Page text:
Someone Else's Garden, being released today, is Mamta's story, but it is also the story of million other village girls, who are married off with a heavy dowry to some man, any man who will have her, even if he is an octogenarian. It is the story of mothers, who are impregnated at an alarming regularity in the hopes that many sons will fill the homes. For each son's birth that is celebrated as an immensely festive occasion, there are many other girls disappearing into the night - either as another statistic on the infant mortality graphs, or as one more exhibit in the red-light districts, or as a victim to some unnamed disease. This book is also the story of these forgotten girls and their yearnings for life and love.
Mamta is the eldest of seven children born to her mother, Lata Bai. Her younger sister has already been married off, and at twenty, Mamta is considered old. Her father routinely complains that he doesn't want to bother with feeding any of his daughters because why water someone else' gardens? That is precisely how he (and much of the backward society) views women, as someone else's eventual possessions. With her head submerged in dreams, Mamta is married to a man, who brought about his first wife's death, and now beats Mamta quite often and blames her for his downfall. When he commits a very cruel act on her, she escapes to the city. Along with Mamta, we also follow another villager, Lokend, who only wants to do good to others and see good in even the most hardcore dacoits. His brother has his eye on their father's property and assuages his hurt at not being loved enough by verbally taunting his paralyzed father. At some point, everyone's destinies cross, but before we reach there, there is plenty of pain, torture, cruelty, and tears.
Dipika Rai writes in a beautiful artistic style that vividly brings the whole village to life. I could almost taste the food, smell the hay, see the lush greens, and feel the pouring rains. There is a whole array of characters, and the author takes her time through them - revealing their petty characteristics and giving us an insight into their natures. The descriptive narration however turned out to be too meandering to me. I love it when authors share something about every character in a book - not too much that it becomes a character study, not too less that every one seems a stranger. I appreciated those character-revelations here, but I felt most of the sketch too long that I kept slipping off the main thread of the story.
The pacing of the first half of the book is real slow. It took me a while to get to know the characters well enough to want to revisit them. A while as in more than a third of the book. The last 100 pages however whiz by. It could be because I got used to the characters enough to be able to read faster. The book starts strongly, with vibrant descriptions and well-sketched characters, but it ends poorly in my opinion. A lot of books fall into the trap of fixing every single broken artifact or cleanly solving every mystery. I feel this book could have been shorter, by avoiding a drawn-out ending.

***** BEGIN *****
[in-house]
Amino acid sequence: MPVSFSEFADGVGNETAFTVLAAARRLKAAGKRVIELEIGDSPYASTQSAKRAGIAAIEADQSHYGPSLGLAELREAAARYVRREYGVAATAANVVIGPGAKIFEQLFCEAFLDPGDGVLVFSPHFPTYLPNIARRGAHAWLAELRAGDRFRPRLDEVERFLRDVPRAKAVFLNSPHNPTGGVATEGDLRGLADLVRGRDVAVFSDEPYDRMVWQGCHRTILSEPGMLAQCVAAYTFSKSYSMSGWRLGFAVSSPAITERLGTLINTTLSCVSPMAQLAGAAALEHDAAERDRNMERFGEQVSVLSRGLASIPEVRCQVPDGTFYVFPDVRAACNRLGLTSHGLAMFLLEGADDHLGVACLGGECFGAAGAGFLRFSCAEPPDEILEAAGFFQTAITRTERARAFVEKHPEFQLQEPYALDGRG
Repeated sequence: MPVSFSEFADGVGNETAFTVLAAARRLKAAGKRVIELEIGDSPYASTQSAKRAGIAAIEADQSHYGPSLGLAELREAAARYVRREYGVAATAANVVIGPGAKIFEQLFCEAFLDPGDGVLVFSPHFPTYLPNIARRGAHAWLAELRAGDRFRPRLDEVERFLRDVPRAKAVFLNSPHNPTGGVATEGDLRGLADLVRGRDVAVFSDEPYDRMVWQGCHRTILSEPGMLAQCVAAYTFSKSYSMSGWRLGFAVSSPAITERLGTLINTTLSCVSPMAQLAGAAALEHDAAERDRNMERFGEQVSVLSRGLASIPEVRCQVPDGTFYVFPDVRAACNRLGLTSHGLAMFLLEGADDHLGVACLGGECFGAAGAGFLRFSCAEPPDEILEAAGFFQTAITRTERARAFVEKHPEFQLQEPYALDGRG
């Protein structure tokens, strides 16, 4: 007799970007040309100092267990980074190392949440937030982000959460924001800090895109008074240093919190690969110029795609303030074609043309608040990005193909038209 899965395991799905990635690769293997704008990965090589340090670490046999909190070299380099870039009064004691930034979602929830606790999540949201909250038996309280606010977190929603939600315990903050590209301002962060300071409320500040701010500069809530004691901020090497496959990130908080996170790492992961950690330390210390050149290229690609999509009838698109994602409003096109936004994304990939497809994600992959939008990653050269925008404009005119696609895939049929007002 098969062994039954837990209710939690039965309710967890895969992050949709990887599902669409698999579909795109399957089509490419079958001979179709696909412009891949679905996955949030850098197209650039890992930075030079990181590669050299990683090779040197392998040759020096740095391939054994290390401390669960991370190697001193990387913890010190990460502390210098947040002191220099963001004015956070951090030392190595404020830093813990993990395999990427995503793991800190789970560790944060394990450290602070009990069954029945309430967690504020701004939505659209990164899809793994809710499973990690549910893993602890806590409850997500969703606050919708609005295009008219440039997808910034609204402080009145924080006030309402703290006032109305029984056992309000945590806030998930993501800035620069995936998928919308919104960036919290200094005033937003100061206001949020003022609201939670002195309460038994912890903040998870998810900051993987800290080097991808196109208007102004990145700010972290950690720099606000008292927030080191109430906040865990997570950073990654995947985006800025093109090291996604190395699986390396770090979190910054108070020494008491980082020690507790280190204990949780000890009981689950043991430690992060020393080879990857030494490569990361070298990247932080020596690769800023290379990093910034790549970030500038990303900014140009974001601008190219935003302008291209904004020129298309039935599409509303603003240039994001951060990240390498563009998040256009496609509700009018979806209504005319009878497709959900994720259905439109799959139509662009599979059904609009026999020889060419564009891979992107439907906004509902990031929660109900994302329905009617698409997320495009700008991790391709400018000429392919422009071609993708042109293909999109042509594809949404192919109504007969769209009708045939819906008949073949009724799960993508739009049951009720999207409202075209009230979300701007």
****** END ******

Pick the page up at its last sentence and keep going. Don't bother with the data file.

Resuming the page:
The contents of the book however are very powerful - there is so much gasp-inducing stuff in here, almost all of it to deal with the cruelty against the women gender. Lata Bai's husband is irritated when she delivers yet another baby girl. He doesn't even notice that she has delivered. He considers his daughters "someone else's gardens" (Oh, the disgusting images this phrase conjured up in my mind!) Wives and daughters are regularly beaten. If a daughter is old enough and has still not received any marriage offers, the father plans to sell her to a brothel. A married woman who runs away, if ever caught, is abused and raped publicly. Worse than that - the other women approve of this "punishment". Dipika Rai doesn't mince any word as she chalks out this story - there is a lot of graphic descriptions of mundane stuff - stuff we overlook or never bother to describe. I felt grossed out a lot. In the same vein, I could have done with a little less repetition of such parts. I appreciate that none of the harsh matter is glossed over, but too much of it only grosses the reader out.
The narration is punctuated many times with several philosophies and spiritual beliefs, either expressed as the thoughts or words of a character, or as a standalone thought supporting the context. I'm not big into either, so there were sections I skimmed past, but that's just me. I initially thought that this book will be hard to follow by someone not familiar with Indian phrases or customs. But after I turned the last page, I noticed that there is a glossary section. I didn't have any trouble reading this book, but potential readers may want to refer to the glossary. Overall, I thought this book was well-written and with a very realistic plot, but the latter half slackened considerably, as the focus fell more in connecting the dots than letting them connect on their own.